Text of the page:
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The Chewink
by [?]

The chewink is a shy bird, but not stealthy. It is very inquisitive, and sets up a great scratching among the leaves, apparently to attract your attention. The male is perhaps the most conspicuously marked of all the ground-birds except the bobolink, being black above, bay on the sides, and white beneath. The bay is in compliment to the leaves he is forever scratching among,–they have rustled against his breast and sides so long that these parts have taken their color; but whence come the white and the black? The bird seems to be aware that his color betrays him, for there are few birds in the woods so careful about keeping themselves screened from view. When in song, its favorite perch is the top of some high bush near to cover. On being disturbed at such times, it pitches down into the brush and is instantly lost to view.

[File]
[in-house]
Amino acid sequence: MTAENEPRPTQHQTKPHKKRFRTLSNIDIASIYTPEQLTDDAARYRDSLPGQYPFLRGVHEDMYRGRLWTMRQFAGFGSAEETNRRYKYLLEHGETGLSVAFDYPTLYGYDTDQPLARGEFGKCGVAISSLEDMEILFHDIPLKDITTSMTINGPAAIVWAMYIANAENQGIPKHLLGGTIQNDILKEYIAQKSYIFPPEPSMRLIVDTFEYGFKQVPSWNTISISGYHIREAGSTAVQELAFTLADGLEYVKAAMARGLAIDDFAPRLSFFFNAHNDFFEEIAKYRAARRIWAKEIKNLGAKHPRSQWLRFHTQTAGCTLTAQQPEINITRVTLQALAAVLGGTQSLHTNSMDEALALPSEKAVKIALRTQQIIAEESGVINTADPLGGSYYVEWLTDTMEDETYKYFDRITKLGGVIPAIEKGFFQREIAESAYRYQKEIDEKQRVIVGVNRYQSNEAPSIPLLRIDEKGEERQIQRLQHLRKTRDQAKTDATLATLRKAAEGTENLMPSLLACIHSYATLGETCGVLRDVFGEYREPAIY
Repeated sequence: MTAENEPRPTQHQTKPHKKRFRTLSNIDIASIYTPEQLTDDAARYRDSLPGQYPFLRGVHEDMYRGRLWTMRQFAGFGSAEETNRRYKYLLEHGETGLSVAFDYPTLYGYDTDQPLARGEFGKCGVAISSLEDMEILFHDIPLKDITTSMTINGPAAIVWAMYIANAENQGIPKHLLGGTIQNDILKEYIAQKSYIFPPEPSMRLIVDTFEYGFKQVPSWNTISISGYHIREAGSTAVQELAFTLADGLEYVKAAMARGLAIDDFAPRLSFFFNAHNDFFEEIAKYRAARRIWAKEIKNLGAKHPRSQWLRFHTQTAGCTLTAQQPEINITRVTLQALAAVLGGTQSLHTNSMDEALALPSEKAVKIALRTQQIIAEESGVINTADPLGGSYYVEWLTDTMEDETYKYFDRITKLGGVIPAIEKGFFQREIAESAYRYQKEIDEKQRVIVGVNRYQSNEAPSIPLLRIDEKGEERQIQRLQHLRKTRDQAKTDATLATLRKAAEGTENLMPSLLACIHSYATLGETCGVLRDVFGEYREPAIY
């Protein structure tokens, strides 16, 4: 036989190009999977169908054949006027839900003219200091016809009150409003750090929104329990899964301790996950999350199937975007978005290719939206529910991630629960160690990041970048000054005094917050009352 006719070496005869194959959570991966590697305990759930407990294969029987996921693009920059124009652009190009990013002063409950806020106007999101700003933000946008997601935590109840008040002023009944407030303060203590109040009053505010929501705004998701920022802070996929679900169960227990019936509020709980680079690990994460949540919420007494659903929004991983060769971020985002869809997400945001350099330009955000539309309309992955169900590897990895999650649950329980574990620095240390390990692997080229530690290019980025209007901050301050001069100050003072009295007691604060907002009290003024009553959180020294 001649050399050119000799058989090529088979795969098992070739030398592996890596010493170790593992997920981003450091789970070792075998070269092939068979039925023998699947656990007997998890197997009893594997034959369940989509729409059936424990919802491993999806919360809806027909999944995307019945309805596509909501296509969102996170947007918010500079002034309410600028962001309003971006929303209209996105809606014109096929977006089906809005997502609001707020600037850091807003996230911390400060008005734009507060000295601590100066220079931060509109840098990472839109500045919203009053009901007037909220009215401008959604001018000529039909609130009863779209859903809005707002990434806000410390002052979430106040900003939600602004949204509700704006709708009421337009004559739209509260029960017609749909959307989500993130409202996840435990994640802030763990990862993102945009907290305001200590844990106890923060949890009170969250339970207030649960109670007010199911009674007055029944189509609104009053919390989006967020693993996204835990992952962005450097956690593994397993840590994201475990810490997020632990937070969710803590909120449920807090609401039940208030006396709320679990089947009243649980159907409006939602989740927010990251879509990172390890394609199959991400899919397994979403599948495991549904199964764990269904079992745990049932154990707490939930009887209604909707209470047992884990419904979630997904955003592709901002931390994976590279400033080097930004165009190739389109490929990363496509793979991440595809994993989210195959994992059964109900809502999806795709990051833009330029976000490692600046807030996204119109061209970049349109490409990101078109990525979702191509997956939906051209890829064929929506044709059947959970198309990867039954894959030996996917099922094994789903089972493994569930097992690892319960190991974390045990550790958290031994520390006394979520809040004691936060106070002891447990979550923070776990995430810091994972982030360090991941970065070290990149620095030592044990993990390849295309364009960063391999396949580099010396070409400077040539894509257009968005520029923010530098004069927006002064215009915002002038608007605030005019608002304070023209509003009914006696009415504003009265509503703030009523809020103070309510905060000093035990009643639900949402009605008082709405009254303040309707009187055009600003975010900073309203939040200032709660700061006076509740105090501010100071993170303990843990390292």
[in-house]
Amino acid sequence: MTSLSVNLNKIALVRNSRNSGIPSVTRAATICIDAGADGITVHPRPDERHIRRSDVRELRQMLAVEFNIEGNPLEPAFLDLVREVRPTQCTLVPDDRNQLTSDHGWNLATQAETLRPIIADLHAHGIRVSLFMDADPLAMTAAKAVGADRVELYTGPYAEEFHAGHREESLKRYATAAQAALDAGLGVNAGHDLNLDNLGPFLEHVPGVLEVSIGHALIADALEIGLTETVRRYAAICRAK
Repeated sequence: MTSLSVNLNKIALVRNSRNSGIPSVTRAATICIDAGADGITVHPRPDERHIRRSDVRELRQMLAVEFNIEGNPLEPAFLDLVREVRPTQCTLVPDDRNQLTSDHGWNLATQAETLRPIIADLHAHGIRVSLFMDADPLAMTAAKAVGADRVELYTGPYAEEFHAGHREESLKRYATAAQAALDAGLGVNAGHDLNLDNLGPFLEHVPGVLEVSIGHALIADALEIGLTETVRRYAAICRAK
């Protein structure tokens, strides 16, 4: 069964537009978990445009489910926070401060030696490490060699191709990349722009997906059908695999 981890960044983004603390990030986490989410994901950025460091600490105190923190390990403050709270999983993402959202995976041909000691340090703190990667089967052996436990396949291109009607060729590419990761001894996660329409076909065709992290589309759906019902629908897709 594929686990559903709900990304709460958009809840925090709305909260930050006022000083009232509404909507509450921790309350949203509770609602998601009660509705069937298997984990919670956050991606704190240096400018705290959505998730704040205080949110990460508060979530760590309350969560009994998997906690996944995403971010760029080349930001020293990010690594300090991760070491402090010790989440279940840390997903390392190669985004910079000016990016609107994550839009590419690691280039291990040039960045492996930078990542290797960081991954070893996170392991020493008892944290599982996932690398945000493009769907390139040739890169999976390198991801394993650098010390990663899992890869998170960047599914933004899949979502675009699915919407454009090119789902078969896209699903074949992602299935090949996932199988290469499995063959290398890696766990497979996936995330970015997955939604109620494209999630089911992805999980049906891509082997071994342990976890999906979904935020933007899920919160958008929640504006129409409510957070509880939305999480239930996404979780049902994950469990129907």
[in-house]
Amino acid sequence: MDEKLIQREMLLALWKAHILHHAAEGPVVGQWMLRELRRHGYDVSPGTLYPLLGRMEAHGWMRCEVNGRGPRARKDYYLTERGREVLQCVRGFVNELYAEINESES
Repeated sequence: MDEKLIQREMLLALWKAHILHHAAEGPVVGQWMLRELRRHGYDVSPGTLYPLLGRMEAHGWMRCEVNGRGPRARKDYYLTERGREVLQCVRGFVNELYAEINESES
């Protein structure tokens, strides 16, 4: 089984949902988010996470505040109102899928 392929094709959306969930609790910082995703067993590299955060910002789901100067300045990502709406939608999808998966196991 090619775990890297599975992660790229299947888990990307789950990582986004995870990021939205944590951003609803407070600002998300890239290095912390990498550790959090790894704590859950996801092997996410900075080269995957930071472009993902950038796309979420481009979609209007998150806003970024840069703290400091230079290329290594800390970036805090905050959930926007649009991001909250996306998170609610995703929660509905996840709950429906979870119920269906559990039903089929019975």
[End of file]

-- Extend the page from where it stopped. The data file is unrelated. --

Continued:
This is the bird that Thomas Jefferson wrote to Wilson about, greatly exciting the latter’s curiosity. Wilson was just then upon the threshold of his career as an ornithologist, and had made a drawing of the Canada jay which he sent to the President. It was a new bird, and in reply Jefferson called his attention to a “curious bird” which was everywhere to be heard, but scarcely ever to be seen. He had for twenty years interested the young sportsmen of his neighborhood to shoot one for him, but without success. “It is in all the forests, from spring to fall,” he says in his letter, “and never but on the tops of the tallest trees, from which it perpetually serenades us with some of the sweetest notes, and as clear as those of the nightingale. I have followed it for miles, without ever but once getting a good view of it. It is of the size and make of the mockingbird, lightly thrush-colored on the back, and a grayish-white on the breast and belly. Mr. Randolph, my son-in-law, was in possession of one which had been shot by a neighbor,” etc. Randolph pronounced it a flycatcher, which was a good way wide of the mark. Jefferson must have seen only the female, after all his tramp, from his description of the color; but he was doubtless following his own great thoughts more than the bird, else he would have had an earlier view. The bird was not a new one, but was well known then as the ground-robin. The President put Wilson on the wrong scent by his erroneous description, and it was a long time before the latter got at the truth of the case. But Jefferson’s letter is a good sample of those which specialists often receive from intelligent persons who have seen or heard something in their line very curious or entirely new, and who set the man of science agog by a description of the supposed novelty,–a description that generally fits the facts of the case about as well as your coat fits the chair-back. Strange and curious things in the air, and in the water, and in the earth beneath, are seen every day except by those who are looking for them, namely, the naturalists. When Wilson or Audubon gets his eye on the unknown bird, the illusion vanishes, and your phenomenon turns out to be one of the commonplaces of the fields or woods.